Uribe accuses Chávez of creating a "Berlin Wall against Colombia"

Colombian President Álvaro Uribe addresses the people of Cucuta on the Venezuelan border, Nov. 21, 2009. REUTERS/Jose Gomez

Colombian President Álvaro Uribe addresses the people of Cucuta on the Venezuelan border, Nov. 21, 2009. REUTERS/Jose Gomez

Monday, Dec. 7

BOGOTÁ, Colombia – Colombian President Álvaro Uribe has claimed that Venezuelan President Hugo Chávez and his government are "building a Berlin Wall against Colombia," in reference to the blockade that Caracas has imposed on its neighbor's products.

Meanwhile, Venezuela has accused Bogotá of "preparing a military incursion," a claim emphatically denied by Colombian authorities.

Uribe described the "economic embargo" applied by the Venezuelan government against Colombia as "illegal and unjust," and, reported El Tiempo, believes it to be retaliation for Bogotá's decision to sign a cooperation agreement with Washington. "After complaining about the embargo on Cuba, now Venezuela is blockading Colombia," Uribe said. Chávez, according to Reuters, has reduced commercial exchange with Colombia to zero after a milestone year in 2008 of over US$7 billion in trade.

Venezuelan Vice President Ramón Carrizález accused Colombia of preparing a military incursion against his country, reported AFP, similar to the operation against a clandestine FARC rebel base camp in Ecuador on Mar. 1, 2008. This action, which marked the beginning of the deterioration of relations between the governments of Caracas and Bogotá, resulted in the death of the guerrilla leader known as “Raul Reyes.” "The Colombian government is preparing an attack like the one it carried out in Ecuador, and we have to tell to the world," said Carrizález.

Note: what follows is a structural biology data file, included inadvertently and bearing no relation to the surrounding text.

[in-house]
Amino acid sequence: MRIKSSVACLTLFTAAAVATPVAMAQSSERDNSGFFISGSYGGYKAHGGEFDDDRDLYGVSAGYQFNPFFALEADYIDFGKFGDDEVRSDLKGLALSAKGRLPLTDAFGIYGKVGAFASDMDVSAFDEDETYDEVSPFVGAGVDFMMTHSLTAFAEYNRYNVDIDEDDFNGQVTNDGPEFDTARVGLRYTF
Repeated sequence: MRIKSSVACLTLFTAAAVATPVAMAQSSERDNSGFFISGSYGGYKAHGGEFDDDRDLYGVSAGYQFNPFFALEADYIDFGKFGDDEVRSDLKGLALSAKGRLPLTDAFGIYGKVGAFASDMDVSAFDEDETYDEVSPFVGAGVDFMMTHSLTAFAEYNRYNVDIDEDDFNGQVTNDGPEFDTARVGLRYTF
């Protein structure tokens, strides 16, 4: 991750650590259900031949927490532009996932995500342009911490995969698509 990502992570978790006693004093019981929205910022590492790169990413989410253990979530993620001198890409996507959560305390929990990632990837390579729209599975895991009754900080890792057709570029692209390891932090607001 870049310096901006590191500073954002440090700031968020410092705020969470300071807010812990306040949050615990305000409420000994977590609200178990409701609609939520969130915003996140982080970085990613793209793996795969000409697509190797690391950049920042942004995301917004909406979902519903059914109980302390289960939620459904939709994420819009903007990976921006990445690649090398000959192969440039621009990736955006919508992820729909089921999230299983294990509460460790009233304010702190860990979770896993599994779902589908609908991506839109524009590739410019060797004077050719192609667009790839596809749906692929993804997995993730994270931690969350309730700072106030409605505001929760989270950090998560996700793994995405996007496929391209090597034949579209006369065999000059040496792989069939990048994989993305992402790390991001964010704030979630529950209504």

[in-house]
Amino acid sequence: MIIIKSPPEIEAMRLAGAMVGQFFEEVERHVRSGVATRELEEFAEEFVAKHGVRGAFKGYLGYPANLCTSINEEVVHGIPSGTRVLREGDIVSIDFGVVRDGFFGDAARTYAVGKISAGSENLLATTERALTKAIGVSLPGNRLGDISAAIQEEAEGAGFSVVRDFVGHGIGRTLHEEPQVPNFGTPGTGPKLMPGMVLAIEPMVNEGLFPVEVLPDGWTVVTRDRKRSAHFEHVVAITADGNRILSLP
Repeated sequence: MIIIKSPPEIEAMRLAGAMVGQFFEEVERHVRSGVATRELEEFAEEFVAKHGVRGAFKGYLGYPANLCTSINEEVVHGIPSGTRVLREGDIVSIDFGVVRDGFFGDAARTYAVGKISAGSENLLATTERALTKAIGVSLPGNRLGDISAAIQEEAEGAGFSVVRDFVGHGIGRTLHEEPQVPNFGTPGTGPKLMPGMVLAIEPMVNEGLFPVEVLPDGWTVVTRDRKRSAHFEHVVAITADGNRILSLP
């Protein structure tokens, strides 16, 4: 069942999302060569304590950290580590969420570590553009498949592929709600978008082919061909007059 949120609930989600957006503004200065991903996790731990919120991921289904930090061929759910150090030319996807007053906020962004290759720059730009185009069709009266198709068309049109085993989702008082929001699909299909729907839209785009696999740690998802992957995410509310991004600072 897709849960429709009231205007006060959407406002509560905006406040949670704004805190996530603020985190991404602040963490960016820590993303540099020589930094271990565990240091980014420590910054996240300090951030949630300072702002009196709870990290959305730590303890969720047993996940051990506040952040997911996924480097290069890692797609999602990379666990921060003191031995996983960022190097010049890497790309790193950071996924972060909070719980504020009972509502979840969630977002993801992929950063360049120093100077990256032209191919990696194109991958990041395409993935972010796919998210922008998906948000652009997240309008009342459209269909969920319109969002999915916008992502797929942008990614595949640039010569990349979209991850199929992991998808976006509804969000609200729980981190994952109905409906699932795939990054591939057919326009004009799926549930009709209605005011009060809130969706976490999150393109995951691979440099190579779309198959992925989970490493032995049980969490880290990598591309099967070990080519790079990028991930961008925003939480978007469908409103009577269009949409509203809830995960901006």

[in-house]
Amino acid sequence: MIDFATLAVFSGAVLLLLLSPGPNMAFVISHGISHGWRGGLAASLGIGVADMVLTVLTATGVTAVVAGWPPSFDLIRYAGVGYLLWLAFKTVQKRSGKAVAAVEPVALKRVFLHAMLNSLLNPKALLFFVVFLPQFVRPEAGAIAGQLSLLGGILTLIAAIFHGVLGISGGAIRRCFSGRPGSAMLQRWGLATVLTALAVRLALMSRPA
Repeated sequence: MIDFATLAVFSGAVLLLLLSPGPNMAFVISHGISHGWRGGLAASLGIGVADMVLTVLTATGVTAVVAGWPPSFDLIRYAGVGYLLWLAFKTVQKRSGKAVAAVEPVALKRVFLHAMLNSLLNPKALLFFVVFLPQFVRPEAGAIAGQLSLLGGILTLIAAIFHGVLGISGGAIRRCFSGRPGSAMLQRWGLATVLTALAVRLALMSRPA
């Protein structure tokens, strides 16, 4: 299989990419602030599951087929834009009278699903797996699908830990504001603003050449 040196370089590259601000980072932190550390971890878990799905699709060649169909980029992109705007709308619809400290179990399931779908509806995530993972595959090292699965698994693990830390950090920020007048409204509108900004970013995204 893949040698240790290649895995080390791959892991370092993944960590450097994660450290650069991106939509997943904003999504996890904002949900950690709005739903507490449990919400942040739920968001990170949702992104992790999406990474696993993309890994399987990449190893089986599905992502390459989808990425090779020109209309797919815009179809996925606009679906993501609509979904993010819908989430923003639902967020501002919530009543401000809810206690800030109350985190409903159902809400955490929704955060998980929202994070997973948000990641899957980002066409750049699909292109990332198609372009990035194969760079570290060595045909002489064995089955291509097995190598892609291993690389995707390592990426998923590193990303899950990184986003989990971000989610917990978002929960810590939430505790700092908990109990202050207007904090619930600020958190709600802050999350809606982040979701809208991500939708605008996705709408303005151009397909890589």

However, Colombian Defense Minister Gabriel Silva denied these alleged plans and reiterated that his government would "not to be provoked despite these insults," quoted La Prensa. "The facts speak for themselves," said Silva, recalling that Uribe's policy has been to "endure the insults" of the Venezuelan government.

In July, reported AFP, Chávez froze diplomatic relations with Colombia after Bogotá announced a cooperation agreement with Washington allowing U.S. troops to use military bases for joint operations against Colombian narco-terrorism. The crisis deepened after Chávez urged the Venezuelan military to "prepare for war" and troops dynamited two pedestrian bridges at the border.

Given this scenario, reported EFE, Dominican Republic President Leonel Fernández said he was willing to mediate in the diplomatic crisis at Uribe’s request.

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